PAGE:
The Sensewear armband is a multi-sensor device worn on the upper dominant arm which enables a continuous physiological PA detection [14] by measuring parameters such as heat flow, galvanic skin response (GSR), body temperature and near-body temperature [15]. An integrated two-axial accelerometer captures the movement of the upper arm as well as the position of the body [14]. The information captured by the five sensors and participant characteristics (age, sex, weight, height, smoker or non-smoker and handedness) [16] are integrated and analyzed by a proprietary software (SenseWear™ Software, Version 8.0, BodyMedia, Inc., Pittsburgh, PA, USA). This program is based upon algorithms of the manufacturer and able to analyze the collected raw data at different metabolic equivalent (MET) values. The latter represents a standardized indicator which is independent of time, body weight and sex [15]. One MET is equivalent to 1 kcal/h/kg body weight and serves as useful parameter to describe the energy expenditure [17] and intensity [15] of a specific activity. The MET value ranges from 1 MET while at rest [17] and 1.1 METs when driving in a car to 2–4 METs when doing housework [15], and can reach maximum values of 20 METs when doing excessive sports [15]. According to previous studies, we used six different MET categories to classify different activity intensities of PA within our AN and control group:
  • A MET-value ≤1.0 was defined as the rate of energy expenditure while at rest [17].
  • Activities with a MET-value ≤1.8 were considered as sedentary behavior [18].
  • Thus, we concluded to form a new category ranging from ≥1.1 to ≤1.8 METs to describe very light-intensity physical activities (VLPA).
  • Light-intensity physical activities (LPA) were defined as MET-values >1.8 and <3 [18].
  • Moderate-intensity activities (MPA) were defined as ≥3 METs to <6 METs [17,18].
  • Vigorous-intensity activities (VPA) were divided firstly into MET-values ranging from ≥6 to ≤9, and secondly into values >9 METs [3].

2.5. Statistical Analysis

Based on a prior study of 11 AN patients and 10 HCs whose activity was measured with a shoe-based accelerometer at three time points: (I) while eating lunch, (II) filling out questionnaires, and (III) watching television for 1 h, power was sufficient with 19 analyzed individuals to demonstrate a significant difference in total PA levels (df = 1.19, f = 5.68, p = 0.03) [11]. However, we aimed to assess activity continuously for 3 days and parse the analyses into six different PA intensity levels, i.e., (I) at rest, (II) very light, (III) light, (IV) moderate, (V) vigorous and (VI) vigorous >9 METs. Therefore, we assumed that at least four times more patients (i.e., n = 44) would be required to have sufficient power. For organizational purposes we capped HCs at n = 30 (assuming less heterogeneity among HCs); we increased the sample size of AN patients to n = 50.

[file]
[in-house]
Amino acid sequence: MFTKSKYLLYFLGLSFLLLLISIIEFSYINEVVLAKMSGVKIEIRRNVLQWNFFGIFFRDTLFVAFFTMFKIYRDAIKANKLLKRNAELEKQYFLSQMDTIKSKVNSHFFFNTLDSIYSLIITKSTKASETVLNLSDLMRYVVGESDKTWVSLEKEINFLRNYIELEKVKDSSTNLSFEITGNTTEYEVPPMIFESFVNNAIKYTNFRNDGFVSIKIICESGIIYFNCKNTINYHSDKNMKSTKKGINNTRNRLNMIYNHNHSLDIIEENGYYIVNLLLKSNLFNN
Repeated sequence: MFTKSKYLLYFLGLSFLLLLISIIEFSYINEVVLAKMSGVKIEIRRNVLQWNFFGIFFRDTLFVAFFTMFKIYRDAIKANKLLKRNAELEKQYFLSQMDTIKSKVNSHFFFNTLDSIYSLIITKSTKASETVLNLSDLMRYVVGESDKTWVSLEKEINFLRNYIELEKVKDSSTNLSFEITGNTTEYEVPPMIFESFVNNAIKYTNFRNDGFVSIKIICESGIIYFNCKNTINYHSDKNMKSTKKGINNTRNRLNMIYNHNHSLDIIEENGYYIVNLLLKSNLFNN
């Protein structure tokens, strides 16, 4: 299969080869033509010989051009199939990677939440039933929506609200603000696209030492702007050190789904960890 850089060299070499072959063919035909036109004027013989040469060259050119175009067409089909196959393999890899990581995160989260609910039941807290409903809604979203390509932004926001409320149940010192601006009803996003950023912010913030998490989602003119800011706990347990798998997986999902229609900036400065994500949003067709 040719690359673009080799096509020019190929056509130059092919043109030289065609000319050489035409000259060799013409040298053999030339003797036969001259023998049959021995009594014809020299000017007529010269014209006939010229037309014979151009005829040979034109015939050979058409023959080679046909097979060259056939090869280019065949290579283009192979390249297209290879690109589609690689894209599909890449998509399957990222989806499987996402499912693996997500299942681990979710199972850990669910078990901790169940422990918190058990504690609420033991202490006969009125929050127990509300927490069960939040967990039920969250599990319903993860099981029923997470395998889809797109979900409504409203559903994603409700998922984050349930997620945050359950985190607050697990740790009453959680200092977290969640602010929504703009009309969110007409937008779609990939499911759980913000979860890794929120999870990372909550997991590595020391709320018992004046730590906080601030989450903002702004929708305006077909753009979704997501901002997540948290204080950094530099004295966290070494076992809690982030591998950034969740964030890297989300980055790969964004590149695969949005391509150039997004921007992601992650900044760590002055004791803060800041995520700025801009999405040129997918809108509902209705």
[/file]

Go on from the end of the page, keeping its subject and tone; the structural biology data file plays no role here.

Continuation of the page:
A p-value of <0.05 was set as the significance threshold. All variables were tested in a two-sided fashion. All data are presented as mean ± standard deviation (SD) if following a normal distribution, otherwise as median (25th/75th percentile), or absolute frequency (relative frequency %). Quartiles were computed using R type 8 so that the resulting quantile estimates were approximately median-unbiased, regardless of the distribution. Data following a Gaussian distribution were analyzed by t-tests. Wilcoxon tests were applied for group differences for quantitative response variables not following a Gaussian distribution. Analyses for categories were performed by Fisher’s exact test. To test the relationship between BMI change and various potential predictors, univariate and multivariate linear models were computed. A regression tree was computed, as this approach does not make assumptions on distributions or linearity. This machine learning technique computes a series of prediction thresholds to split a data set. Given our relatively small sample, splitting the data set into learning and test sets was not feasible; therefore, we applied a jack-knife procedure, classifying each subject based on a tree build from the remaining patients. Statistical analyses were computed using R version 3.4.2, R Core Team 2017.

3. Results

3.1. Characterization of the Study Population Including Medical Details, Comorbidities, Medications, and Body Composition

Table 1 shows the patients’ demographic characteristics and body composition data upon hospital admission compared to the healthy control group. The two study groups did not significantly differ in age (p = 0.057). Body weight, BMI, body fat, and lean mass were significantly lower in patients with AN compared to controls (all: p < 0.001; Table 1). Regarding phase angle, i.e., the ratio of body cell mass to fat-free mass as an indicator of cellular health and integrity, AN patients had significantly lower values than controls (p < 0.001; Table 1).